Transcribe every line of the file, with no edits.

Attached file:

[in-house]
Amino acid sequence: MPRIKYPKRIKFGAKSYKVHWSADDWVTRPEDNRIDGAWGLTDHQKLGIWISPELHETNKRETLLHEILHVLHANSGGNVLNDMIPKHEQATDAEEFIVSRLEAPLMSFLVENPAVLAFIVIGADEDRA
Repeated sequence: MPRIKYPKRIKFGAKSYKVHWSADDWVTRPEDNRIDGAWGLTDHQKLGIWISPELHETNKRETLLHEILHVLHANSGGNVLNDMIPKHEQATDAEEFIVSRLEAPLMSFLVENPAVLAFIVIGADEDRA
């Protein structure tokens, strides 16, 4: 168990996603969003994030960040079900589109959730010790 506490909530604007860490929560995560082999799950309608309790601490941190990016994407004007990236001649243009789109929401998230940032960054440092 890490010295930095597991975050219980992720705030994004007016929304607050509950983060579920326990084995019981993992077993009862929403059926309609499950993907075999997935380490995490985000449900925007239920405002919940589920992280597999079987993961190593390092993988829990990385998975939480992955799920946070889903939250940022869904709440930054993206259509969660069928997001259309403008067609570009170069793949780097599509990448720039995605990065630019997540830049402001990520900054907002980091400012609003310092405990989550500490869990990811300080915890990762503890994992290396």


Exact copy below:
[in-house]
Amino acid sequence: MPRIKYPKRIKFGAKSYKVHWSADDWVTRPEDNRIDGAWGLTDHQKLGIWISPELHETNKRETLLHEILHVLHANSGGNVLNDMIPKHEQATDAEEFIVSRLEAPLMSFLVENPAVLAFIVIGADEDRA
Repeated sequence: MPRIKYPKRIKFGAKSYKVHWSADDWVTRPEDNRIDGAWGLTDHQKLGIWISPELHETNKRETLLHEILHVLHANSGGNVLNDMIPKHEQATDAEEFIVSRLEAPLMSFLVENPAVLAFIVIGADEDRA
């Protein structure tokens, strides 16, 4: 168990996603969003994030960040079900589109959730010790 506490909530604007860490929560995560082999799950309608309790601490941190990016994407004007990236001649243009789109929401998230940032960054440092 890490010295930095597991975050219980992720705030994004007016929304607050509950983060579920326990084995019981993992077993009862929403059926309609499950993907075999997935380490995490985000449900925007239920405002919940589920992280597999079987993961190593390092993988829990990385998975939480992955799920946070889903939250940022869904709440930054993206259509969660069928997001259309403008067609570009170069793949780097599509990448720039995605990065630019997540830049402001990520900054907002980091400012609003310092405990989550500490869990990811300080915890990762503890994992290396």